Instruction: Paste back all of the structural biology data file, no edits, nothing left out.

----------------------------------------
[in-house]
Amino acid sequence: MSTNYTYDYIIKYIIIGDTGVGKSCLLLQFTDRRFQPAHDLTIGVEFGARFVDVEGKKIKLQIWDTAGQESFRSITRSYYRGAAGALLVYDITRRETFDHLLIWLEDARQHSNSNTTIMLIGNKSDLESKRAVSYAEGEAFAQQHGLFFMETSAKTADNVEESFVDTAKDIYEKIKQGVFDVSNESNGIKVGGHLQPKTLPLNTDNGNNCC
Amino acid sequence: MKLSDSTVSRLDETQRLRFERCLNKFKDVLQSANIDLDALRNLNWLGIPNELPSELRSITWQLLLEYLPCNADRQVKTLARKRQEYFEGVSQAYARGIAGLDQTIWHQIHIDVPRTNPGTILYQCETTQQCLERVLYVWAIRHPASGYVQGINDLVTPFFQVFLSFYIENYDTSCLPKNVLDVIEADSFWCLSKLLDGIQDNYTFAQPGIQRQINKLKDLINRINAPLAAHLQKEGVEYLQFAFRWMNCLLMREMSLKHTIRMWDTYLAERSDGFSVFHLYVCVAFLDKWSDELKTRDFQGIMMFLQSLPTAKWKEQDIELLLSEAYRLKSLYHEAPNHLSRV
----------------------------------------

[in-house]
Amino acid sequence: MSTNYTYDYIIKYIIIGDTGVGKSCLLLQFTDRRFQPAHDLTIGVEFGARFVDVEGKKIKLQIWDTAGQESFRSITRSYYRGAAGALLVYDITRRETFDHLLIWLEDARQHSNSNTTIMLIGNKSDLESKRAVSYAEGEAFAQQHGLFFMETSAKTADNVEESFVDTAKDIYEKIKQGVFDVSNESNGIKVGGHLQPKTLPLNTDNGNNCC
Amino acid sequence: MKLSDSTVSRLDETQRLRFERCLNKFKDVLQSANIDLDALRNLNWLGIPNELPSELRSITWQLLLEYLPCNADRQVKTLARKRQEYFEGVSQAYARGIAGLDQTIWHQIHIDVPRTNPGTILYQCETTQQCLERVLYVWAIRHPASGYVQGINDLVTPFFQVFLSFYIENYDTSCLPKNVLDVIEADSFWCLSKLLDGIQDNYTFAQPGIQRQINKLKDLINRINAPLAAHLQKEGVEYLQFAFRWMNCLLMREMSLKHTIRMWDTYLAERSDGFSVFHLYVCVAFLDKWSDELKTRDFQGIMMFLQSLPTAKWKEQDIELLLSEAYRLKSLYHEAPNHLSRV